A personal financial audit is an opportunity for you to review your income, your expenses, and your savings over a period of time to get a better idea of how you track in relation to any financial goals you may have set for yourself. Conducting a personal audit of your finances will help you ensure that despite any changes to your lifestyle or financial situation, you are still working towards your goals appropriately. By knowing how much money you’re spending, what you’re saving, and generally being aware of where your money is going, you’ll be able to make any appropriate changes as needed.

Here’s a step by step guide to auditing your personal finances.
 
Step 1: Gather Your Materials
The first thing you need to do to conduct an audit is to gather your financial documents. Similar to when you’re starting to budget, you’ll want to gather anything that can be helpful to review. This may include, but isn’t limited to 6 months or 1 year of credit card statements, bank transactions, and any savings accounts statements.
 
Try to gather anything that would be helpful to see how you’ve been spending and saving your money.

Step 2: Review Everything
Now that you have all of your materials gathered, start reviewing. Don’t just look at how much you spent vs. saved – see where you spent your money and on what. There will be some necessary expenses but pay special attention to those extras.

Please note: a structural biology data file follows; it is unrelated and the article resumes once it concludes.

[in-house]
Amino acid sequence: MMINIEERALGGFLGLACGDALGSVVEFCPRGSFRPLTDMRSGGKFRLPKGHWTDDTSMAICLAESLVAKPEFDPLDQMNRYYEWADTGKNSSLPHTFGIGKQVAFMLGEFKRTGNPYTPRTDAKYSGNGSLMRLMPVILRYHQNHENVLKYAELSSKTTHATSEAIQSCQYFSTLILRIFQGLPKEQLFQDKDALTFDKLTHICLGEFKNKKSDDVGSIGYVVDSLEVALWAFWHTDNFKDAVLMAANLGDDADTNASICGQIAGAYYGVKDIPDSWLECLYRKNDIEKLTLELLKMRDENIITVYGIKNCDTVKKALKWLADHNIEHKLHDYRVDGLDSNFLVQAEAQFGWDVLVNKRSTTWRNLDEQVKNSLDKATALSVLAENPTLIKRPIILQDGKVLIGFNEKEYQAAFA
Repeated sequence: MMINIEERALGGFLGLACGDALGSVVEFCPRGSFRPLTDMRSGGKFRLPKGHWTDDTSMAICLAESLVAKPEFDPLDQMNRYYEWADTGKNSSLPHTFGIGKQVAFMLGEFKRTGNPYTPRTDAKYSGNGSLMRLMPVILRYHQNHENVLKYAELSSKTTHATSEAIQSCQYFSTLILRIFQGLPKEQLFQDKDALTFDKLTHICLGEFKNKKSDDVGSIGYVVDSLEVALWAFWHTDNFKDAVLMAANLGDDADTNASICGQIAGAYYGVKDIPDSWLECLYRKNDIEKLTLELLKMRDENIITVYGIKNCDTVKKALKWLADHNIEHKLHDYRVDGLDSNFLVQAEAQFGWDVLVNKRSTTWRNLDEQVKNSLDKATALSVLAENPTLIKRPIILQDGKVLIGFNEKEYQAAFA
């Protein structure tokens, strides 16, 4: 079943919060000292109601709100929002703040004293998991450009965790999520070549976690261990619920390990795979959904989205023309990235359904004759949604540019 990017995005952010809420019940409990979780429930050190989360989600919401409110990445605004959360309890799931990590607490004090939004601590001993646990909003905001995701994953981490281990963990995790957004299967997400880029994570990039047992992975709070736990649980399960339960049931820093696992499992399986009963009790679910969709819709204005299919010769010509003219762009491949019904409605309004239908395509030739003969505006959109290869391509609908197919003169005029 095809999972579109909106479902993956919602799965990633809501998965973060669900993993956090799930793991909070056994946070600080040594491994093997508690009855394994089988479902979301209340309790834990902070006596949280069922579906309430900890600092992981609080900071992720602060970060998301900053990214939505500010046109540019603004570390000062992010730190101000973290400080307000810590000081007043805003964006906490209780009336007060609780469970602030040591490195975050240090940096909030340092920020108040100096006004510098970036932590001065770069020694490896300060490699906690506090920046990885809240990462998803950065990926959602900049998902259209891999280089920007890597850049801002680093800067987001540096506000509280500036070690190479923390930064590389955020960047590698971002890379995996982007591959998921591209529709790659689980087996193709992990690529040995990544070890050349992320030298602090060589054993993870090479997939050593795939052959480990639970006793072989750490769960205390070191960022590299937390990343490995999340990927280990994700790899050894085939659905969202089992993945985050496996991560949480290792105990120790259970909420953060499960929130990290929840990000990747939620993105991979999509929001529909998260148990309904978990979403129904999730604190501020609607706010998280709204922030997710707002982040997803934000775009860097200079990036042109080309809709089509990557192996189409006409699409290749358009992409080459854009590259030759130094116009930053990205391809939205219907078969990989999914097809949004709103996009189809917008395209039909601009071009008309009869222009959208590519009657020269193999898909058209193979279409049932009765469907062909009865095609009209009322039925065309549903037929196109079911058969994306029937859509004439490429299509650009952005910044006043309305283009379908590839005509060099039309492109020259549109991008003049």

It’s not only about your intentional spending – review what you didn’t realize you may have been spending. For example, have you been paying for your checking account each month? Make sure you keep track of those fees and see how you can eliminate them. (Tip: One way you can eliminate checking account monthly fees is by opening an a free checking account with rewards at Sikorsky Credit Union.)

Step 3: Evaluate
After your review, evaluate the information you were able to gather. Did you notice that you spent way over your budget in certain areas? Did you realize you were paying late fees every month or paying monthly service charges?
 
Do you have a lot of money in a low-interest savings account, when you could be investing in a certificate instead?
 
Evaluate all of the data and move onto step 4.

Step 4: Seek Opportunities for Change
Seek out opportunities for change based on the evaluation. For example, if you noticed you started bringing in more income throughout the past year but you aren’t saving; it’s time to seek opportunities for change. See where you’re spending this money and either change your budget or adjust your spending so you can put more towards your savings. If you’ve spent $2500 on coffee at coffeeshops and you believe that’s too much money, try to set a budget for that spending area and save the difference.
 
Come up with a plan based on these opportunities.


Step 5: Execute
Now that you’ve seen where you’ve been spending and saving your money, and you’ve come up with a plan – it’s time to stick to it.
 
Start implementing that plan – whether that’s using direct deposit to save more or setting up auto payment so you’re never late again. Perhaps create a budget or adjust your budget to better fit your lifestyle goals.
 
The important thing is to execute on the plan you’ve created and get 2020 off to a great start.